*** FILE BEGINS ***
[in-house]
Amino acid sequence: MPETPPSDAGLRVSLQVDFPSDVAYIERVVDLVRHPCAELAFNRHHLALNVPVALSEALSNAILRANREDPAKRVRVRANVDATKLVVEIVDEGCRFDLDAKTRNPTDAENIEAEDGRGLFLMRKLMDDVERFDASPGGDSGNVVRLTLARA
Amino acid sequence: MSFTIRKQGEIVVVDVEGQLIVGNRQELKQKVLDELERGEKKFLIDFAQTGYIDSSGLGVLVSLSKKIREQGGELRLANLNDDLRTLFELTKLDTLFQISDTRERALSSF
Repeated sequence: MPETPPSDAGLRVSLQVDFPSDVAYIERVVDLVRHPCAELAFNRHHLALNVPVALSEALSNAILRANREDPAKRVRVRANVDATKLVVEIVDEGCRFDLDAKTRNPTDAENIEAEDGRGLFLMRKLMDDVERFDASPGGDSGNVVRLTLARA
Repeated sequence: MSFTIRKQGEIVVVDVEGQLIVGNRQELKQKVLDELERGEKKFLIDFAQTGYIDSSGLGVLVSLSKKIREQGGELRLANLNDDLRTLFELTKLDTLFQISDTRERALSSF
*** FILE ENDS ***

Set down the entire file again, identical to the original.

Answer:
[in-house]
Amino acid sequence: MPETPPSDAGLRVSLQVDFPSDVAYIERVVDLVRHPCAELAFNRHHLALNVPVALSEALSNAILRANREDPAKRVRVRANVDATKLVVEIVDEGCRFDLDAKTRNPTDAENIEAEDGRGLFLMRKLMDDVERFDASPGGDSGNVVRLTLARA
Amino acid sequence: MSFTIRKQGEIVVVDVEGQLIVGNRQELKQKVLDELERGEKKFLIDFAQTGYIDSSGLGVLVSLSKKIREQGGELRLANLNDDLRTLFELTKLDTLFQISDTRERALSSF
Repeated sequence: MPETPPSDAGLRVSLQVDFPSDVAYIERVVDLVRHPCAELAFNRHHLALNVPVALSEALSNAILRANREDPAKRVRVRANVDATKLVVEIVDEGCRFDLDAKTRNPTDAENIEAEDGRGLFLMRKLMDDVERFDASPGGDSGNVVRLTLARA
Repeated sequence: MSFTIRKQGEIVVVDVEGQLIVGNRQELKQKVLDELERGEKKFLIDFAQTGYIDSSGLGVLVSLSKKIREQGGELRLANLNDDLRTLFELTKLDTLFQISDTRERALSSF